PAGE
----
With New Jersey stalled in Phase 2 of reopening due to an increased rate of Coronavirus transmission, school districts across the state are scrambling to put make plans for the upcoming school year.
The Bayonne Board of Education has voted to adopt a resolution to continue virtual-only instruction.
According to Superintendent of Schools John Niesz, Bayonne is the first school district to submit a virtual-only plan.
Because Gov. Phil Murphy and the NJ Department of Education (NJDOE) haven’t approved virtual-only instruction, the district needs to have other options.
Upon Niesz’s recommendation, the BBOED adopted two other plans.
The second plan calls for hybrid instruction, with three groups of students rotating into the classroom two days a week. The third option plans for “all-in” instruction where students would return to school five days a week, adhering to Centers for Disease Control and Prevention (CDC) guidelines.
“The Bayonne School District waits to see if our virtual plan will be approved by the NJDOE,” Niesz said. “The virtual plan may not be approved. However, we believe this plan is the safest course for all of our students, their families, our community, and our employees.”
If the virtual-only plan is not approved, the district will then go with the hybrid plan.
The third “all-in” plan, if COVID-19 drastically improves or is eradicated, is very unlikely, according to Niesz.
Under this plan, students would learn remotely with no in-person instruction.
An online learning system called Schoology.com works for all grades with iPads and Chromebooks.
Teachers would teach live sessions from either their classroom at school or at home. Grab-and-go breakfast and lunch for students would continue.
Monthly assessments by the district would determine whether or not to continue with virtual-only instruction.
The board voted 7-1 in favor of virtual-only instruction.
The only “no” vote came from Trustee Joseph Broderick, who argued that students need to be in the classroom to learn and that if Six Flags Great Adventure and WalMart are open, then schools could open too.
President Maria Valado said that virtual learning puts the health and safety of students, staff, family, and others first.
Michael Alonso was the only absent trustee. He did not vote on any of the plans.
The board also passed a plan for hybrid instruction.
A combination of in-person and virtual instruction, the plan would follow “A,B,C” schedule, breaking students up into three groups that would rotate every two days.
The first two days, the “A” group would be in schools. The “B” group would be in classrooms next, followed by the “C” group. The groups not in the classrooms would receive virtual instruction.
The four-hour days would include grab-and-go breakfasts and lunches.
The board voted 7-1 to approve the hybrid plan as a secondary option.
Trustee Ava Finnerty voted against the measure, noting it’s too soon to have any in-person classes considering the state of the pandemic. Trustee Broderick voted in favor of the plan.
The board also adopted the final plan. Under the all-in plan, students would go back to school five days a week, adhering to CDC guidelines.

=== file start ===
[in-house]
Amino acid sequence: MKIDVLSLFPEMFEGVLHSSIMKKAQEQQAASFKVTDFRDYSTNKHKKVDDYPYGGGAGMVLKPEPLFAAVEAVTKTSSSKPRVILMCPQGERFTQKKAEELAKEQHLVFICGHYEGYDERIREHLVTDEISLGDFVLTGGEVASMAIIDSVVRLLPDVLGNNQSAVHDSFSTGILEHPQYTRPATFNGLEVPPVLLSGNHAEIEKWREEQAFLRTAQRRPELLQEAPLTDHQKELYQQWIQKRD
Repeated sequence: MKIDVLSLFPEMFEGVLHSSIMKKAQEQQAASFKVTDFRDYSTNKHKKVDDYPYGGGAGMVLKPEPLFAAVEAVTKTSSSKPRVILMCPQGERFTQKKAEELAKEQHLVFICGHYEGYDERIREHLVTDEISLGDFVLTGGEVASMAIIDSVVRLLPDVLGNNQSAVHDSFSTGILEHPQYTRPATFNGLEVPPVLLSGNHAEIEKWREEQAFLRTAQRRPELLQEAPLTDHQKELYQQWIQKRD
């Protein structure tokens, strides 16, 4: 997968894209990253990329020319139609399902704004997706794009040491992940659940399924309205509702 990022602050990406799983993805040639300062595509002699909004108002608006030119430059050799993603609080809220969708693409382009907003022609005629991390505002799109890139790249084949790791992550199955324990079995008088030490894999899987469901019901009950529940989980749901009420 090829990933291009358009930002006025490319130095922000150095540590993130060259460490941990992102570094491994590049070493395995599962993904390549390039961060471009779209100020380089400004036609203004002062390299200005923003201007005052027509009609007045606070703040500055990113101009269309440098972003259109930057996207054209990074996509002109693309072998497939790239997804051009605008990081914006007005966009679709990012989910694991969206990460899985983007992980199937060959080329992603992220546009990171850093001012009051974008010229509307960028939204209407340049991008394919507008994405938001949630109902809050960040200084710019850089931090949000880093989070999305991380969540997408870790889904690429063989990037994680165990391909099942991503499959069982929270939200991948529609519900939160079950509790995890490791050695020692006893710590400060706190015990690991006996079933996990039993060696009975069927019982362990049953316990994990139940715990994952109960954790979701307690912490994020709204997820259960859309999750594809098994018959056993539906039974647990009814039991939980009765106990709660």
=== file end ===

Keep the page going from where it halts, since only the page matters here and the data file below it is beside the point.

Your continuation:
Four-hours days would include grab-and-go breakfasts and lunches.
“There is a possibility that we can return to school if some students opt for virtual school,” Niesz said. All-in “would allow schools to open daily while safely social distancing with fewer students physically in the buildings.”
Students can opt out of in-person instruction, as a result of Gov. Murphy’s executive order. Niesz said that the “all-in” plan would rely on students opting out of in-person instruction in order to social distance in classrooms and follow CDC guidelines.
The board approved the plan by a vote 6-2, with Trustees Finnerty and President Valado voting against the measure.
Difficulties of reopening
At the meeting, Niesz detailed the down sides of the hybrid and all-in plans.
Prior to the pandemic, the average classroom size was approximately 28 students. Now, with social distancing, the average classroom size would need to be about nine.
Another issue is transportation. According to Niesz, a bus that held about 71 passengers prior to the pandemic now can hold only about eight, which will make it hard for kids to get to school on time.
A readiness drill took about 16 minutes for some 30 people to enter the school going through metal detectors and temperature screening.
Hallway lanes would need to be configured, with indicators on the floors and walls. Some hallways and staircases would be one way, with monitors.
Plexigless would be installed in front of teachers’ desks and at all entrances.
At the meeting, residents spoke mostly in favor of the virtual-only and hybrid plans.
Bayonne Teachers Association President Gene Woods favored the virtual-only plan, lobbing question after question regarding opening schools.
Valado asked Woods, who’d been speaking for more than an hour, to allow other residents to speak.
Woods refused, continuing to assail the board. “What number are you comfortable with?” Woods asked, referring to the number of students and staff who could get infected and die from the virus during in-person instruction. “For me, it’s zero.”
Many teachers emailed the board, saying that it is still too dangerous to resume any type of in-person instruction.
Anthony D’Amico spoke in favor of the hybrid plan, noting that some students did not have a good experience with virtual learning last semester.
The virtual-only plan will be presented to Gov. Murphy and the NJDOE.
The finalized plan will be announced by August 4. The next BBOED meeting is on August 24 at 6 p.m.
For updates on this and other stories, check www.hudsonreporter.com and follow us on Twitter @hudson_reporter. Daniel Israel can be reached at email@example.com.